As Juneteenth approaches this weekend, Oregon’s U.S. Senator Jeff Merkley and Congresswoman Nikema Williams (GA-05) have introduced the Abolition Amendment, which would strike the ‘Slavery Clause’ of the 13th Amendment that allows slavery to continue in the United States. This week, Congress passed legislation to establish Juneteenth as a federal holiday commemorating and celebrating the end of slavery—which President Biden signed yesterday—but at the same time, a damaging slavery loophole still persists in the U.S. Constitution to this day.
The 13th Amendment abolished most—but not all—slavery “as a punishment for crime.” The Abolition Amendment would finally finish the job started by the Civil War, Emancipation Proclamation, and 13th Amendment and end the morally reprehensible practice of slavery and forced labor in America, and send a clear message: in this country, no person will be stripped of their basic humanity and forced to toil for someone else’s profit.
The introduction follows a wave of bills introduced in state legislatures across the country to eliminate the Slavery Clause from state constitutions. Three of those states—Utah, Nebraska, and Colorado—referred the measure to their citizens, and large majorities in each case approved the measure, including 80 percent of voters in Utah.
“This country was founded on the beautiful principles of equality and justice—principles that have never been compatible with the horrific realities of slavery and white supremacy,” said Merkley. “The loophole in our constitution’s ban on slavery not only allowed slavery to continue, but launched an era of discrimination and mass incarceration that continues to this day. To live up to our nation’s promise of justice for all, we must eliminate the Slavery Clause from our constitution.”
“The Abolition Amendment is one step closer to achieving true justice and equality for all. States are amending their constitutions to finally abolish slavery in all forms, and Congress will lead the way and finally abolish involuntary servitude in America,” said Williams. “We are in a period of reckoning with our country’s history and a lot of that history is marked with racism and systems of oppression. Eliminating the loophole in the 13th Amendment that allows for slavery is another opportunity to do that.”
Following the ratification of the 13th Amendment, including the Slavery Clause, in 1865, Southern jurisdictions arrested Black Americans in large numbers for minor crimes, like loitering or vagrancy, codified in new ‘Black Codes,’ which were only applied to Black Americans. The Slavery Clause was then used by sheriffs to lease out imprisoned individuals to work landowners’ fields, which in some cases could have included the very same plantations where the prisoners had previously been enslaved. The practice grew in prevalence and scope to the point that, by 1898, 73% of Alabama’s state revenue came from renting out the forced labor of Black Americans.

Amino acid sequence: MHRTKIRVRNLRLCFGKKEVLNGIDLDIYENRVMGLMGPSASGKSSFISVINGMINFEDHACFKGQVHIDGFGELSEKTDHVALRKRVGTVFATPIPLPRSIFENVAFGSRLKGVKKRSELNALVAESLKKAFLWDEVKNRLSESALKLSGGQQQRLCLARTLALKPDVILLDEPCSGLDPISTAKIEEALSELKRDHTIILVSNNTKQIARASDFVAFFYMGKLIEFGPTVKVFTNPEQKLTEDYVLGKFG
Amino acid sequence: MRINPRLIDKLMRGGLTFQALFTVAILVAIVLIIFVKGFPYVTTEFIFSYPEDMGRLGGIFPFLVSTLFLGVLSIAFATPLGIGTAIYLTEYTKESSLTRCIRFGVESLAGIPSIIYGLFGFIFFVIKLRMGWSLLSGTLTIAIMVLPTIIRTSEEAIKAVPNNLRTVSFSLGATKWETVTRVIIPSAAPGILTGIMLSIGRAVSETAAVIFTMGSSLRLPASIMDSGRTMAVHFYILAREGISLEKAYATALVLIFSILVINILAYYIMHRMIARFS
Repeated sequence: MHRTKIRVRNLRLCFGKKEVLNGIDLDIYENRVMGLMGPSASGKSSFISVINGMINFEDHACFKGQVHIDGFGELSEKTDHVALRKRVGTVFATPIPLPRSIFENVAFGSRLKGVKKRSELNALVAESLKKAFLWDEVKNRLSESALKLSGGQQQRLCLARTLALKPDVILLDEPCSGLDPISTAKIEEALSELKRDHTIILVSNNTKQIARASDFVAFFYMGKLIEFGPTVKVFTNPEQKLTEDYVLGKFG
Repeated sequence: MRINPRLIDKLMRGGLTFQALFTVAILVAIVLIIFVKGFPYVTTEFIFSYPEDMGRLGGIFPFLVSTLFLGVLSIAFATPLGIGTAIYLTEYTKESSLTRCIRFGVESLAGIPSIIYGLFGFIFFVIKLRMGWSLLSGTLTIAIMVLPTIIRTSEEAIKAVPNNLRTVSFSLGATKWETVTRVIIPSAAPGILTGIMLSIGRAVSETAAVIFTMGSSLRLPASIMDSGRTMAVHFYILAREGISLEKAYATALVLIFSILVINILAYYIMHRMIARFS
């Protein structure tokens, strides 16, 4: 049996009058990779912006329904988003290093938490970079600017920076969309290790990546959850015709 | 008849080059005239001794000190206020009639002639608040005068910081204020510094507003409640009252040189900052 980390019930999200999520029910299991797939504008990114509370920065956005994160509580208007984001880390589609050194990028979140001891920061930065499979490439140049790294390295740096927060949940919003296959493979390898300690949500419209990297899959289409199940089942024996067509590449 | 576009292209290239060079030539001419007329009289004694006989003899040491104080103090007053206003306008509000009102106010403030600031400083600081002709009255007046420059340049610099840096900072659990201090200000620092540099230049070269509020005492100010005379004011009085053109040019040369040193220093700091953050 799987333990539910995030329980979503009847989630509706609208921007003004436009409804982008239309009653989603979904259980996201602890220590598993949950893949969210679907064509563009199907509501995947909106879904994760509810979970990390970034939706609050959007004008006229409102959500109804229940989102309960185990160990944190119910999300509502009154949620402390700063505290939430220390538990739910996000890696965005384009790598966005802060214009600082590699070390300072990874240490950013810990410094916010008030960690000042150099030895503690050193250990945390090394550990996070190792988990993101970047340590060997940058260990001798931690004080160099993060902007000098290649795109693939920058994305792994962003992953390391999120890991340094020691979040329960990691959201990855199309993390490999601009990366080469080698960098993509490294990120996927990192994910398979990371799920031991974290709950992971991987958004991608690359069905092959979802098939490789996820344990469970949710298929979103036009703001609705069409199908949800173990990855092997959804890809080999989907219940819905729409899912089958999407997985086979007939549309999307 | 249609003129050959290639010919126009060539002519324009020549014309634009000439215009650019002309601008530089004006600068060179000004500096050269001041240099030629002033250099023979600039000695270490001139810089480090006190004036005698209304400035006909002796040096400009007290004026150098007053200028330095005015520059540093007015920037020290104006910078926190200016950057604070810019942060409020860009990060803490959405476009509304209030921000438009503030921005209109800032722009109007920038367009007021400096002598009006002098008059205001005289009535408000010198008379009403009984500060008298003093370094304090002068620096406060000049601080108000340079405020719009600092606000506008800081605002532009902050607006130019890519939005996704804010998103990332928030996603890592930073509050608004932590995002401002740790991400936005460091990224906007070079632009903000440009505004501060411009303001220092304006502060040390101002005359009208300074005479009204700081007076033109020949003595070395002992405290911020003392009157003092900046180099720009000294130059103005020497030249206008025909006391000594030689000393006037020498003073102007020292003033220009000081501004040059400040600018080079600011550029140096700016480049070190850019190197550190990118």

The Slavery Clause continued to incentivize minor crime convictions and drive the over-incarceration of Black Americans throughout the Jim Crow era and forced labor on infamous prison plantations like Parchman in Mississippi and Angola in Louisiana. The corruption of our criminal justice into a system with embedded discrimination fueling mass incarceration has continued through elements of the War on Drugs, the proliferation of the three strike laws, severe plea deals, and harsh mandatory minimum policies—with continued devastating effects on communities of color.
Today’s mass incarceration policies have driven an $80 billion detention industry and a rate of American incarceration that is nothing short of a crisis, with 2.3 million prisoners—20% of the world’s incarcerated population—residing in the United States. America currently contains 1,833 state and 110 federal prisons, in addition to 1,772 juvenile facilities, 3,134 jails, and 218 immigration detention facilities. There are 80 Tribal jails.
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